How did you get interested in this?
This is a collaboration I did with Hala Alyan, a close friend of mine and the writer of the film. Our first collaboration was her being the lead in one of my films “I Say Dust,” so she approached me to direct the film because this was her first screenplay — she has a background in poetry and novels — and Hala is also a clinical psychologist, so the topic of mental health came from her experience. With me being an Arab-American film director and a close friend, it was the perfect script for us to work on as a writer/director because living in the diaspora with an Arab-American family, a family of immigrants with all the complexities that come with that experience and the dynamics within the family all that really resonated with me as a story.
Did you develop it with her in mind to star?
When we were working on “Tallahassee,” I knew I wanted her to play the lead, but when she was writing, she was coming from a humble place of “let me not think of myself as the lead because that might prevent me from writing the character the way they should be, not the way I’d want them to be just because I’m playing them.” So she needed to create that separation, but without me telling her, I was thinking all the time she’s going to play the role, so when she suggested let’s think of other people, I’m like “Yeah, yeah, yeah, for sure.” But in my mind, I knew it was her a hundred percent.
The casting is on point throughout – how did you get them?
These were the toughest things actually. It was really hard to find a child because of their age and I really wanted a child who came from an Arab family – and with the right parents because the kids come with their parents, they’re not alone. [laughs] [We spent a] few months just trying to find the kid and we couldn’t find a kid with the characteristics that I wanted in the city, but a week before the shoot, I was able to find [Malek Halloway] through an actor friend of mine and [the family] drove an hour-and-a-half everyday to get to set from Jersey.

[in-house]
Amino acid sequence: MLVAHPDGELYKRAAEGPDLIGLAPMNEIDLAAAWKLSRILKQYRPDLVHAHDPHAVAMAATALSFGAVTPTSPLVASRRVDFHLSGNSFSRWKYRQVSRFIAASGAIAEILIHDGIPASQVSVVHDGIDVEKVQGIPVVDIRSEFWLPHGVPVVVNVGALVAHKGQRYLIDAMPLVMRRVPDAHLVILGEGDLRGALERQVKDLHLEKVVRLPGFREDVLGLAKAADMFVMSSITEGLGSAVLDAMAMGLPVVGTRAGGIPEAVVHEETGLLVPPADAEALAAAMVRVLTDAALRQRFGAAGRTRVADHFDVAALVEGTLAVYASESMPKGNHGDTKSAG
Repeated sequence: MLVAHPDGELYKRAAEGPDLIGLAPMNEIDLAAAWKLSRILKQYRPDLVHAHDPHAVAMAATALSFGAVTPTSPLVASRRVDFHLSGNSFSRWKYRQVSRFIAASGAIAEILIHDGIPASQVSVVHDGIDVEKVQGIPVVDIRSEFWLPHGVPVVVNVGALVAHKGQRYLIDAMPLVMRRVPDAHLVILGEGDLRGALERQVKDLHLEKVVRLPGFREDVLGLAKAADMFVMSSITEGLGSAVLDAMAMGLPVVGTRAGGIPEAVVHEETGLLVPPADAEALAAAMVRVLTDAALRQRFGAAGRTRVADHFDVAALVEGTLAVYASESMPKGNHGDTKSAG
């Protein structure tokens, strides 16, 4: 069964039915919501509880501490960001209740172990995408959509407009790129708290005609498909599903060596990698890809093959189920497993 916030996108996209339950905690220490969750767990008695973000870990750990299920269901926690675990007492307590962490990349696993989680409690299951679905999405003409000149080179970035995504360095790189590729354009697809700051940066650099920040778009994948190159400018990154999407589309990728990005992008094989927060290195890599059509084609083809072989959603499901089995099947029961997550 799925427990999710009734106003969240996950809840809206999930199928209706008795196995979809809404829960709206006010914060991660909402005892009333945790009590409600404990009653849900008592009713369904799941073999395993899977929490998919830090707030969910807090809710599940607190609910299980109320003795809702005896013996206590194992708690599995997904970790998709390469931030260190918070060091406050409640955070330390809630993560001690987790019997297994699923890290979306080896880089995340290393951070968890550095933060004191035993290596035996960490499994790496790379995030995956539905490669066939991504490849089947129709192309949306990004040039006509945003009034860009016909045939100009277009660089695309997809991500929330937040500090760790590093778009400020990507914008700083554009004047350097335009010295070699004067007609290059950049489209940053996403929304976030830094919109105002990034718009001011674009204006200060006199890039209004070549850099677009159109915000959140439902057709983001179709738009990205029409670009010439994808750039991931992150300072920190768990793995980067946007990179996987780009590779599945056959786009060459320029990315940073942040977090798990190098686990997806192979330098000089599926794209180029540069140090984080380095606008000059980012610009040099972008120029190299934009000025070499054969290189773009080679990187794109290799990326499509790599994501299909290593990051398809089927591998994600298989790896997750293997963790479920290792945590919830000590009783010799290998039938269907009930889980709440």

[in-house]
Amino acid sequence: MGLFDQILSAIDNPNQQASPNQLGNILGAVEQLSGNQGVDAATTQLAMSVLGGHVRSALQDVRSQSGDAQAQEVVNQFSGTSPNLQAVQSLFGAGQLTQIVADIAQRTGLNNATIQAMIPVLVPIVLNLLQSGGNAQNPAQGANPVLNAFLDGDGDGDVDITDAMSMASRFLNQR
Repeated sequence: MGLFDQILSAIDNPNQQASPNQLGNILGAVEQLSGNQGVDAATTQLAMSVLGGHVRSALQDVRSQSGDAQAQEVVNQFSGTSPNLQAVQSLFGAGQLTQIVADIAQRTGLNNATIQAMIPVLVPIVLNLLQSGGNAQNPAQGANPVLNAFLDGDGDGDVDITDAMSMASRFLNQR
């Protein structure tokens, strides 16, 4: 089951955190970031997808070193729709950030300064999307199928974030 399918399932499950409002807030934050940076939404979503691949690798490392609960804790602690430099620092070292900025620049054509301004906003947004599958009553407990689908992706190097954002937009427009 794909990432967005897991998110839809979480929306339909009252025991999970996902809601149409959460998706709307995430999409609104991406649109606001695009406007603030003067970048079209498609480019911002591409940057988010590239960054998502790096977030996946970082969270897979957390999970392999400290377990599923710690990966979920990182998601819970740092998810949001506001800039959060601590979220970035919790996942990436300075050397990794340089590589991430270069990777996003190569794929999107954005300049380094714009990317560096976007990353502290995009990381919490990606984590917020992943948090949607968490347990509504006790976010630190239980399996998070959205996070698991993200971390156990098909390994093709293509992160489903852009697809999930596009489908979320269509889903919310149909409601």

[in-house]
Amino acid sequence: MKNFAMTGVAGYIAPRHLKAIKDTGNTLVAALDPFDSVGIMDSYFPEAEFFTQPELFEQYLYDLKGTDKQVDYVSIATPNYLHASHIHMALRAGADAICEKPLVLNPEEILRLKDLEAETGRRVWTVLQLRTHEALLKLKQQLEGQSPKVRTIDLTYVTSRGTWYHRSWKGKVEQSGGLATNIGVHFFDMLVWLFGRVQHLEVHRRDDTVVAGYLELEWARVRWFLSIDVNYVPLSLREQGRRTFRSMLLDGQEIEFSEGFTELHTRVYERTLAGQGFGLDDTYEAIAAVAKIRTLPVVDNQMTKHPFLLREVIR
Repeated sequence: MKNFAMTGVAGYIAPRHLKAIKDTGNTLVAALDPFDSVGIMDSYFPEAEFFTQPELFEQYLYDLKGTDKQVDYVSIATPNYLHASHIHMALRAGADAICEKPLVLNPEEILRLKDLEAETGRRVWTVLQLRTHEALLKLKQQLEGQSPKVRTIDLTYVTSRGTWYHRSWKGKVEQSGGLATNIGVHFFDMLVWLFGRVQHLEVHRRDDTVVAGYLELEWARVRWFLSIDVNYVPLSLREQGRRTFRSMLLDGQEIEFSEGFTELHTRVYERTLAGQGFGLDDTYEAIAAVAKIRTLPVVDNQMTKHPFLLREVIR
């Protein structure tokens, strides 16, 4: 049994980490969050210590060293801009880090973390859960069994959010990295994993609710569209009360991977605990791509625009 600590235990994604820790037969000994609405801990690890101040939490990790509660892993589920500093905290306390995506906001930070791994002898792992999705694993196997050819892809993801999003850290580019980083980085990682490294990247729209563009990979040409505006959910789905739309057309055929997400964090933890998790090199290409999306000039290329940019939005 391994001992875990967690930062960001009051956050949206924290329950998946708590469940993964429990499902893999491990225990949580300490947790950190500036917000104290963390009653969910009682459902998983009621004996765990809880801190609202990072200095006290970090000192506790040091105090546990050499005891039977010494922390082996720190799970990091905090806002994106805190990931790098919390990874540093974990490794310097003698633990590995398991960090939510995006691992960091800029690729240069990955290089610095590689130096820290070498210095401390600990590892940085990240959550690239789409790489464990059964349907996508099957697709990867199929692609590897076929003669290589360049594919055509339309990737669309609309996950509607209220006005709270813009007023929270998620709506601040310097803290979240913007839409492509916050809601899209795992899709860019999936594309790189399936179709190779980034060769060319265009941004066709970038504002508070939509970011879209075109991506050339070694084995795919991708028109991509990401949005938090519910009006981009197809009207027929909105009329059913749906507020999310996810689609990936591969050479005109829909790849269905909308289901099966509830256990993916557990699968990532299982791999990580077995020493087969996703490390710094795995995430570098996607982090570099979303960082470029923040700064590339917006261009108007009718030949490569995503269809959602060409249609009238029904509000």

We were also extremely lucky to have Samia Halaby, a world-renowned artist whose work is exhibited in galleries around the world, as the grandmother. We wanted [someone at that age] to have the capacity to perform and the understanding to be on camera, and Hala and I [were thinking], “What if we don’t find a grandmother?” It’s a very important character in the film because everything revolves around her coming home to her grandmother’s party, so the grandmother had to be seen. [Samia] is a relative of the co-producer on the film and when the co-producer told me, “What if we talk to Samia Halaby?” I’m like “What are you talking about?!? Would she even consider acting?” He’s like, “I have no idea, but let’s just drop the idea on the table and see.” And she was down and we just got extremely fortunate to have not just have the grandmother, but to have Samia Halaby play the grandmother.